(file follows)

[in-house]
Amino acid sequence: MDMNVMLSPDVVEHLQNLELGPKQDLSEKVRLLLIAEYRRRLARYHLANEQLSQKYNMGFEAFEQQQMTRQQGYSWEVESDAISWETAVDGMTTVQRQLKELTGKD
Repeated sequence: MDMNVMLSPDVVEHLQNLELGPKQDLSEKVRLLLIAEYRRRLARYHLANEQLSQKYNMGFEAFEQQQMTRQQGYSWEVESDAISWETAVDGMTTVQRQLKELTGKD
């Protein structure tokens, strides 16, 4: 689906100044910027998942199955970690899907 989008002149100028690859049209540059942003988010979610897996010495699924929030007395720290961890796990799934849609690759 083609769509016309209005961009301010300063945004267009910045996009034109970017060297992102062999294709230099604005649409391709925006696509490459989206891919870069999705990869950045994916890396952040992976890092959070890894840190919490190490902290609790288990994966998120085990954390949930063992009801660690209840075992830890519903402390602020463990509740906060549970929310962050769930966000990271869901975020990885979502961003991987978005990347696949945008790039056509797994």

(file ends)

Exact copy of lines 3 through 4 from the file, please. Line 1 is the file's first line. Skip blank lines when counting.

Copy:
Repeated sequence: MDMNVMLSPDVVEHLQNLELGPKQDLSEKVRLLLIAEYRRRLARYHLANEQLSQKYNMGFEAFEQQQMTRQQGYSWEVESDAISWETAVDGMTTVQRQLKELTGKD
């Protein structure tokens, strides 16, 4: 689906100044910027998942199955970690899907 989008002149100028690859049209540059942003988010979610897996010495699924929030007395720290961890796990799934849609690759 083609769509016309209005961009301010300063945004267009910045996009034109970017060297992102062999294709230099604005649409391709925006696509490459989206891919870069999705990869950045994916890396952040992976890092959070890894840190919490190490902290609790288990994966998120085990954390949930063992009801660690209840075992830890519903402390602020463990509740906060549970929310962050769930966000990271869901975020990885979502961003991987978005990347696949945008790039056509797994």